The long, dark winter of COVID-19 seems to be dissipating, but for San Francisco lawmakers, tenant protections should be continued, if not amplified.
The hardship of renters has not escaped us, but what is a reasonable path moving forward? The key term is reasonable.
For the most part, we have found that rental housing providers have exercised compassion and worked out deals in order to retain good tenants and maintain cash flow, without the need for any government edicts.
Yet time and time again, tenants' advocates have asked landlords to inordinately shoulder the costs of these uncertain times.
Ordinarily, landlords have faced maddening regulations when they want to use their properties to their heart's desire. For example, moving into their property themselves or ushering in a close relative, leaving the landlording business altogether, making substantial repairs, or converting their buildings into condos.
During the pandemic, San Francisco has banned these no-fault evictions, but the Board of Supervisors recently extended the moratorium for another 90 days.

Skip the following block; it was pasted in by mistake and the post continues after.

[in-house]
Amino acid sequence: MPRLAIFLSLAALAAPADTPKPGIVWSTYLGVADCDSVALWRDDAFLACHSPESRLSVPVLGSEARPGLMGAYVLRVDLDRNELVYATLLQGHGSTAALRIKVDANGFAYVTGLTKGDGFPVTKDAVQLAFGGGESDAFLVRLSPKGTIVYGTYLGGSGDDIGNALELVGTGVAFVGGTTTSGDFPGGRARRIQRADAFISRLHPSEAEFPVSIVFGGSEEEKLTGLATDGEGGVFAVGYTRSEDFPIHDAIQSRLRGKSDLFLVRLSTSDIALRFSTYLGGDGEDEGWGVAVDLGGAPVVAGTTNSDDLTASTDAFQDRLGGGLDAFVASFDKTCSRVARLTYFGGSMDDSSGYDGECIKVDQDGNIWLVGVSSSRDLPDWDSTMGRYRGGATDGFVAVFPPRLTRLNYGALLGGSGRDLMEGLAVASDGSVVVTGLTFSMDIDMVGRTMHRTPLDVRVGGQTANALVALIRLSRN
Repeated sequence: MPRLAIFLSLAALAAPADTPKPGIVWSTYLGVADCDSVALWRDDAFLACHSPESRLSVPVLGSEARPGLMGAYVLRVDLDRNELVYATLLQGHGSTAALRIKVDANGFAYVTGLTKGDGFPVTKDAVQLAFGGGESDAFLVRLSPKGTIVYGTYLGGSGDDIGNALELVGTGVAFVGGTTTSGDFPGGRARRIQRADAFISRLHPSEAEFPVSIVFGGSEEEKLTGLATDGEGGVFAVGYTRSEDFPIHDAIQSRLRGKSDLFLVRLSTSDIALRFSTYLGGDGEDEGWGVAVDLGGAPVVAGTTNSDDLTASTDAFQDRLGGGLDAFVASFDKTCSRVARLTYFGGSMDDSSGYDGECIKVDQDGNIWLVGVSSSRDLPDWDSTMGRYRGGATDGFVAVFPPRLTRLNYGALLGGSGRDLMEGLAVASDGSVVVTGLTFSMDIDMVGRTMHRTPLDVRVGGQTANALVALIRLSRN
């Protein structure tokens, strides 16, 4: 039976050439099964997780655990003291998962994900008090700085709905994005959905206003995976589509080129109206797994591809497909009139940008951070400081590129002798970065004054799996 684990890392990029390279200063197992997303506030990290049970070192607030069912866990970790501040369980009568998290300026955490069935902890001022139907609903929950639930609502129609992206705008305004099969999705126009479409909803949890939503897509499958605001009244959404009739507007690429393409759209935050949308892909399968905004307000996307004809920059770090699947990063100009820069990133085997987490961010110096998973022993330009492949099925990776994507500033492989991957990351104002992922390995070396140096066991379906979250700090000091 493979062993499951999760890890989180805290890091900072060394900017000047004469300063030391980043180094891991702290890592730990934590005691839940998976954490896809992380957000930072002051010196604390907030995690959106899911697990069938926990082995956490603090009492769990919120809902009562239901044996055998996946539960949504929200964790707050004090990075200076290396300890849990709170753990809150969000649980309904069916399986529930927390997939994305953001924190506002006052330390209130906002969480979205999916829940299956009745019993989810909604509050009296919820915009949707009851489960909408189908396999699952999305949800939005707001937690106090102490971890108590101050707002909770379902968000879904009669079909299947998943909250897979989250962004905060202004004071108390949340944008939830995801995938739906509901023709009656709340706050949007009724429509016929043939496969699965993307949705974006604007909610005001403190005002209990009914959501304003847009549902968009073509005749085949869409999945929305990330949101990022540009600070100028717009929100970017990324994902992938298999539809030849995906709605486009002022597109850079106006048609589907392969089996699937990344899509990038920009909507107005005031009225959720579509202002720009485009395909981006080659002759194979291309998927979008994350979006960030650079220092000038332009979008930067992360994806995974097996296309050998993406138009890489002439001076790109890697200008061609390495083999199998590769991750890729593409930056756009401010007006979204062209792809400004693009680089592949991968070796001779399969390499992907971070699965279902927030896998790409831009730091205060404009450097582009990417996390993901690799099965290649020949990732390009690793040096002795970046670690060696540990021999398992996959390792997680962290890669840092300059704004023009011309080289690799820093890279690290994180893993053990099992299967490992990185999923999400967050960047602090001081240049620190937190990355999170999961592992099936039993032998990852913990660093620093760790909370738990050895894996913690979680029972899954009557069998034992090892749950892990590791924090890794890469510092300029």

Because there have been few ways to effectuate a vacancy, we have remained strong proponents of tenant buyout agreements.
Proposals have been made, as well, to give tenants more breathing room to cough up 25% of COVID-related rent debt to be protected from eviction because of nonpayment of rent.
Let's talk a moment about commercial evictions. Facing the prospect of either having an empty storefront or filing an eviction lawsuit, we urge commercial landlords to continue negotiating payment arrangements in order to get over this hump, and Bornstein Law can certainly facilitate this dialog.